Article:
SciCombinator

Discover the most talked about and latest scientific content & concepts.

Journal: Drug and therapeutics bulletin

43

Ensuring that a woman is well-nourished, both before and during pregnancy, is crucial for the health of the woman and that of the unborn child.(1) Maternal deficiency in key nutrients has been linked to pre-eclampsia, restricted fetal growth, neural tube defects, skeletal deformity and low birth weight.(1,2) Many nutritional supplements containing vitamins, minerals and other micronutrients are heavily marketed to women for all stages of pregnancy. However, much of the evidence for vitamin supplementation in pregnancy comes from studies carried out in low-income countries,(3) where women are more likely to be undernourished or malnourished than within the UK population. The challenges lie in knowing which supplements are beneficial and in improving uptake among those at most need. Here we summarise current UK guidance for vitamin supplementation in pregnancy and review the evidence behind it.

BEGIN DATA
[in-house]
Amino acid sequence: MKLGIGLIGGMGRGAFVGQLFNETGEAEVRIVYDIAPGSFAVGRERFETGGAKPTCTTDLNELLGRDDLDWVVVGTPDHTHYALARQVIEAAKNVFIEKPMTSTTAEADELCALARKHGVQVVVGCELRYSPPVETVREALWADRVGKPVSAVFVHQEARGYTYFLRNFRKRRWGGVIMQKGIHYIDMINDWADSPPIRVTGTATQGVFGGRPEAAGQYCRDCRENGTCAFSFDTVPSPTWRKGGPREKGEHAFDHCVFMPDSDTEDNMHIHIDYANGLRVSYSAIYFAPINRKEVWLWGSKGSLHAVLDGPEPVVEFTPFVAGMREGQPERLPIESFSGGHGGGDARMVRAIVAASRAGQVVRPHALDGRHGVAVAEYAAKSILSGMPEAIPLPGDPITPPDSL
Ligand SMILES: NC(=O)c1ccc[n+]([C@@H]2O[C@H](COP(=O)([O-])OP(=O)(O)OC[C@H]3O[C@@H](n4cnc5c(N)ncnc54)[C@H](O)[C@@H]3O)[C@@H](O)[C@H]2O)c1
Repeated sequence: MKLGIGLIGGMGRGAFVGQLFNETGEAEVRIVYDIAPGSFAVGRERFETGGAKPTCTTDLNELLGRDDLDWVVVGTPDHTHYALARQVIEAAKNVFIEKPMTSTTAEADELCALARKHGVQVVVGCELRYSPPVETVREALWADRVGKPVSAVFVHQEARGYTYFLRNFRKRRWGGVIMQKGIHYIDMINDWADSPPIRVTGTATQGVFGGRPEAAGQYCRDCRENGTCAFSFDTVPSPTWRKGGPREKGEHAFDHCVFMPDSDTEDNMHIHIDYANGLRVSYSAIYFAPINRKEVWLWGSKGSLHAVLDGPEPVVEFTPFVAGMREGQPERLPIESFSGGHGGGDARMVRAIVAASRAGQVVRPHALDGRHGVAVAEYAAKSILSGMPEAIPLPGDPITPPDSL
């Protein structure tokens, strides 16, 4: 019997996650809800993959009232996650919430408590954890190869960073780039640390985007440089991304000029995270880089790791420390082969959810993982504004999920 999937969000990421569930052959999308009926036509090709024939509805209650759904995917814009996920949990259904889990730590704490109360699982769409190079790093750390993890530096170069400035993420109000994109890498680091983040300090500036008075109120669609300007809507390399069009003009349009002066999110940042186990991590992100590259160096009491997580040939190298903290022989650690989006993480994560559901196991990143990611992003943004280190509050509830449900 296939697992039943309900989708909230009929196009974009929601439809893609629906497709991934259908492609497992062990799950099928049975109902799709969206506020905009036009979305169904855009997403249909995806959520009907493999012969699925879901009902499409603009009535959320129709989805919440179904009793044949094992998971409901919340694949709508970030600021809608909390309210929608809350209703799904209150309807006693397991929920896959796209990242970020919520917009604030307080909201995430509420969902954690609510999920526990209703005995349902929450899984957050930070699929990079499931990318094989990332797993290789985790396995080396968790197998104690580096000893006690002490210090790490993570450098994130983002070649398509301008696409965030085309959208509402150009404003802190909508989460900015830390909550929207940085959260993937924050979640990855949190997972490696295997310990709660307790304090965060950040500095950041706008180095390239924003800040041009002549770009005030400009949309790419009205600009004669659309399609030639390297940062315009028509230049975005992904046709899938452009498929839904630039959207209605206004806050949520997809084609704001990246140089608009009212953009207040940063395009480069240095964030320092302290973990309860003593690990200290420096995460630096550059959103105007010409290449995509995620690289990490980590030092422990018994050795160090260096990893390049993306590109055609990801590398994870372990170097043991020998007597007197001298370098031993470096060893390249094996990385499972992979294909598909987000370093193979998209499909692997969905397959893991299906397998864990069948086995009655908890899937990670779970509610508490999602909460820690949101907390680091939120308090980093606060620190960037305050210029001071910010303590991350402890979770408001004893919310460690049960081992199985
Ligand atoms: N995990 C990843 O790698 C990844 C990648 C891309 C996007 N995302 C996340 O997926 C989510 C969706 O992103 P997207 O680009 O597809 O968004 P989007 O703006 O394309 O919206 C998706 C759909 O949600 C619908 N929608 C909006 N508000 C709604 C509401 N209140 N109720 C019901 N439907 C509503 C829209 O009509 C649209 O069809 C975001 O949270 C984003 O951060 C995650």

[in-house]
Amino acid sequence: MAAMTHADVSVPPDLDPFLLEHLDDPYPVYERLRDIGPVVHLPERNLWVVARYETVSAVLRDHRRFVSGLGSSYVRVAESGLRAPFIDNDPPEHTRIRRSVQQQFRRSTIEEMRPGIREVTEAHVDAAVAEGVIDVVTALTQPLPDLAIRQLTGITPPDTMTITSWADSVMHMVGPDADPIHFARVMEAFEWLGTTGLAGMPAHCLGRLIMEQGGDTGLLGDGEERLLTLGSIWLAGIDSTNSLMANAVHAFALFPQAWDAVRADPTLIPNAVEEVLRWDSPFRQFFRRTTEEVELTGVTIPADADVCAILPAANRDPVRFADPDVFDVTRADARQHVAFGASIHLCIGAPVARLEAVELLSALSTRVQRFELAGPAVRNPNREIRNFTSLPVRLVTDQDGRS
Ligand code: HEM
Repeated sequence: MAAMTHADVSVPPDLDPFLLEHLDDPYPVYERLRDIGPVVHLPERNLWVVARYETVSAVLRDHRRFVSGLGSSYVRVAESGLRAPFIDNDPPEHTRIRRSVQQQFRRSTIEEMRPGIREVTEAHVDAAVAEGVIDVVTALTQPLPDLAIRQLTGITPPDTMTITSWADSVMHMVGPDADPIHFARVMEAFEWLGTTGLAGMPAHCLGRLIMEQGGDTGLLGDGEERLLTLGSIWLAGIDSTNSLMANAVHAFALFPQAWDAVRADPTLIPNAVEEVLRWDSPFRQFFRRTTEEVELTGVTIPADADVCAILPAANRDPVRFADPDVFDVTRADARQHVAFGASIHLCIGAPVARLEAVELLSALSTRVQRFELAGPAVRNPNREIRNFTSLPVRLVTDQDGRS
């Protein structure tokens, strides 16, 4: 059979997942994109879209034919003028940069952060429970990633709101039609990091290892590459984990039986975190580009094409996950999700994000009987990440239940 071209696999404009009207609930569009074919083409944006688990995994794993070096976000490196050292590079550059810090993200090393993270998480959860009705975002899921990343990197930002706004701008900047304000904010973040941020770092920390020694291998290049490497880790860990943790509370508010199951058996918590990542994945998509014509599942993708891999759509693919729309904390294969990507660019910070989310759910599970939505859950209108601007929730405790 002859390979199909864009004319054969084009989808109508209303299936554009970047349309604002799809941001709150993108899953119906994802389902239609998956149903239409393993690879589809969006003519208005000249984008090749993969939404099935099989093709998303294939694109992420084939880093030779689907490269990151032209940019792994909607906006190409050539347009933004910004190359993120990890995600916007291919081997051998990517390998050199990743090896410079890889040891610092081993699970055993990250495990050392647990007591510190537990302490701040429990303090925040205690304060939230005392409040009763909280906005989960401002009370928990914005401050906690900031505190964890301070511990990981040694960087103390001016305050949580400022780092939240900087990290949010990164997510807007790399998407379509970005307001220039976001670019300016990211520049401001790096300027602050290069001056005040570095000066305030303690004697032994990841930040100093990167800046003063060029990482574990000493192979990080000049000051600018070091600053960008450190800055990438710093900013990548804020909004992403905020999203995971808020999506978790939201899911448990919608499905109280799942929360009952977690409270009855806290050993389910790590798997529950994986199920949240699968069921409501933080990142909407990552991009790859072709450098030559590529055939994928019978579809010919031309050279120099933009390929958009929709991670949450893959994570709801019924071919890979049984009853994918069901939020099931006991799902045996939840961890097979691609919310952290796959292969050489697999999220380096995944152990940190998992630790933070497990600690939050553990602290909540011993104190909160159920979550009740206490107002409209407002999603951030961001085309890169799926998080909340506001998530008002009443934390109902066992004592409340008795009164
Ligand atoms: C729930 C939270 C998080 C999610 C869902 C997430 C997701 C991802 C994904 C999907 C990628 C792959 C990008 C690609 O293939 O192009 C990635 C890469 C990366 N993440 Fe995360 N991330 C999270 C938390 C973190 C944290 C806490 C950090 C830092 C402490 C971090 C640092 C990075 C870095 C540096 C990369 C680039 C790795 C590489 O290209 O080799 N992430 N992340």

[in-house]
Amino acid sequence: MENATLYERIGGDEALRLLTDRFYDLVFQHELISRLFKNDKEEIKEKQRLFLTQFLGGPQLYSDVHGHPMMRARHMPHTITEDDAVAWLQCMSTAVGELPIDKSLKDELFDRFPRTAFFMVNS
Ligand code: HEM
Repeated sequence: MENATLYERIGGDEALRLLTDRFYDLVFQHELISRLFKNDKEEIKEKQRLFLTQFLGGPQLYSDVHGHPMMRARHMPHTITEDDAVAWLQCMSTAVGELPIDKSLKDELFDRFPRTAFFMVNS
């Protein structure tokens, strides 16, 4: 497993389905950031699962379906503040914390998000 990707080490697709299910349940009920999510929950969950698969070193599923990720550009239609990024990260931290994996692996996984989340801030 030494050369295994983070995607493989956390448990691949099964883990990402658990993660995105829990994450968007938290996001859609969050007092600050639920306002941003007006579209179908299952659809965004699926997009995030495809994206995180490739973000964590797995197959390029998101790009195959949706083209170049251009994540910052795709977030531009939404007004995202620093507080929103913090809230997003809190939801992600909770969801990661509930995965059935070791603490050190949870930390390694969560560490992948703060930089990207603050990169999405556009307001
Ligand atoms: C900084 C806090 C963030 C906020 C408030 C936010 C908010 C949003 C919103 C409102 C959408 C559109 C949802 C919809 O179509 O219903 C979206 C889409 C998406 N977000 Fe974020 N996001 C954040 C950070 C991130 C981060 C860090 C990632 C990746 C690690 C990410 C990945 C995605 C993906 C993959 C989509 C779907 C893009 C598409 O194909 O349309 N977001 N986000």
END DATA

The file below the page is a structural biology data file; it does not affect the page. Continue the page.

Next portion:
Concepts: Nutrition, Nutrient, Vitamin, Essential nutrient, Dietary supplement, Dietary mineral, Folic acid, Malnutrition

25

▼ Apremilast (Otezla - Celgene Europe Ltd.) is a novel orally administered immunomodulatory medicine licensed for the treatment of plaque psoriasis and psoriatic arthritis.(1) The company suggests that it has demonstrated proven and durable efficacy in both conditions and has a favourable safety profile with no requirement for drug-specific pre-screening or ongoing laboratory monitoring.(i) Here we review the evidence on the safety and efficacy of apremilast in the management of psoriasis and psoriatic arthritis.

Concepts: Infliximab, Psoriatic arthritis, Psoriasis

4